Capacity utilization rates and unemployment rates: are they complements or substitutes in warning about future inflation?
This research examines capacity utilization as a measure of economic slack in the US economy. Many macroeconomists have questioned the use of capacity utilization as a measure of economics slack on several fronts. The first issue revolves around the definition and accuracy of measurement of the capacity utilization rate in the US economy. Since this research use existing Federal Reserve measures of capacity utilization no insights into the definition and measurement issues are offered other than the fact that a consistent role is found for two different Fed measures of capacity utilization in explaining inflation. The second issue effectively involves the concern as to robustness of the link between the capacity utilization rate and inflation. It was found that there is indeed reason for the Federal Reserve to take note of changes in capacity utilization when trying to determine its policy position with regard to inflation. Clearly, the high capacity measure developed in this research offers distinct information about the inflation process. The third issue raises the question as to whether the capacity utilization and unemployment rates are complements or substitutes in the inflation equation. Both rates tend to provide similar information regarding price changes at low levels of aggregate resource usage. However, as resource usage in the economy becomes increasingly close to its maximum potential, the labour market impact on inflation, as capture by unemployment rate measures, is distinctly different from that of capacity constraints. Finally, if the capacity utilization rate is indeed a useful measure of inflationary pressure, is there a threshold level of the capacity utilization rate above which policymakers should become particularly concerned about the potential of accelerating inflation? It was found that across two measures of inflation, the widely discussed capacity threshold level is in the 84-85% range.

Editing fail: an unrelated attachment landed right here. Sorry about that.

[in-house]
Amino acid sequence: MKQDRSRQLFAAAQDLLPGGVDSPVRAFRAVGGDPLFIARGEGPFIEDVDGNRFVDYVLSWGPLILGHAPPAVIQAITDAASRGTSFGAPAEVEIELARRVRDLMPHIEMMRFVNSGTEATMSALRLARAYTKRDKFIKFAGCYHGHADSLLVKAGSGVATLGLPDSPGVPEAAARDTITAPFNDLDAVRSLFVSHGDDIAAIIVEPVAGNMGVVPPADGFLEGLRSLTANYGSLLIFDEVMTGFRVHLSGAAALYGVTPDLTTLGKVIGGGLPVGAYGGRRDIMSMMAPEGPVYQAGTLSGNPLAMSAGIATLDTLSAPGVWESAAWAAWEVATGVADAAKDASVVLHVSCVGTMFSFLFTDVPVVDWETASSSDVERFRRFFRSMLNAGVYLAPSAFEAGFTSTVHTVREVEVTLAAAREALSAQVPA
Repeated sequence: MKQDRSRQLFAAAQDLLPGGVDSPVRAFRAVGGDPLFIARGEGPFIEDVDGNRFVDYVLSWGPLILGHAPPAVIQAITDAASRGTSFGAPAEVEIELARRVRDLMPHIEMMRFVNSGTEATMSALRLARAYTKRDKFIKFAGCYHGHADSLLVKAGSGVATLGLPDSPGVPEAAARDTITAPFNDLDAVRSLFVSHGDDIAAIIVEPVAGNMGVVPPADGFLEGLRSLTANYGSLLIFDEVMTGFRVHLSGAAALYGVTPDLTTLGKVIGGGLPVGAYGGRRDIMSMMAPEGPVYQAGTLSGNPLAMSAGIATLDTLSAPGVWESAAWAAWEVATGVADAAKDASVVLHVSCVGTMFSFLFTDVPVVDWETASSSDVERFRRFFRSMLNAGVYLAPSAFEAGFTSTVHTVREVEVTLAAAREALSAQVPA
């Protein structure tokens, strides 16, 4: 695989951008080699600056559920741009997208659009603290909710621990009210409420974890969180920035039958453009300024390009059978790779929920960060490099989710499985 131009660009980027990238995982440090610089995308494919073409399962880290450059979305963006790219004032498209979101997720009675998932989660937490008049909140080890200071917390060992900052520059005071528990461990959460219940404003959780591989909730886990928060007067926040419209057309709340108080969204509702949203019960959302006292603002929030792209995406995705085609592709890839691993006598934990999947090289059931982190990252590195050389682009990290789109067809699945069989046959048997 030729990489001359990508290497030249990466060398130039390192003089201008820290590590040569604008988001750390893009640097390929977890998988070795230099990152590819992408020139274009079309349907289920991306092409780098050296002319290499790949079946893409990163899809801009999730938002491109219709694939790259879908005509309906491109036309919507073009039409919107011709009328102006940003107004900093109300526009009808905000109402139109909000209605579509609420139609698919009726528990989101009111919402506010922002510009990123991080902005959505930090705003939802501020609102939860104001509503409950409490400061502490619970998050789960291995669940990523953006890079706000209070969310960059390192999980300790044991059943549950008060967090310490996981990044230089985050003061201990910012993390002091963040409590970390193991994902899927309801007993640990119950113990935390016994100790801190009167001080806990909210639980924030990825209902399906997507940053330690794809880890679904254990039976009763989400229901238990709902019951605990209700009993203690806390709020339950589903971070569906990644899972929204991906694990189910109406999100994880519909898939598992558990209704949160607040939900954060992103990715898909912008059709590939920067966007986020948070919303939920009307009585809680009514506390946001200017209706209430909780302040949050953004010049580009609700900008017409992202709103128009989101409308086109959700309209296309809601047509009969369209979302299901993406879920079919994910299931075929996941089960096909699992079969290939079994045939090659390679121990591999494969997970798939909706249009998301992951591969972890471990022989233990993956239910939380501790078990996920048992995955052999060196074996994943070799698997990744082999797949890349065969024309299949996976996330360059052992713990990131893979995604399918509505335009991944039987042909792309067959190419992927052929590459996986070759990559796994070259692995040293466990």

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Volume (Year): 32 (2000)
Issue (Month): 14 ()
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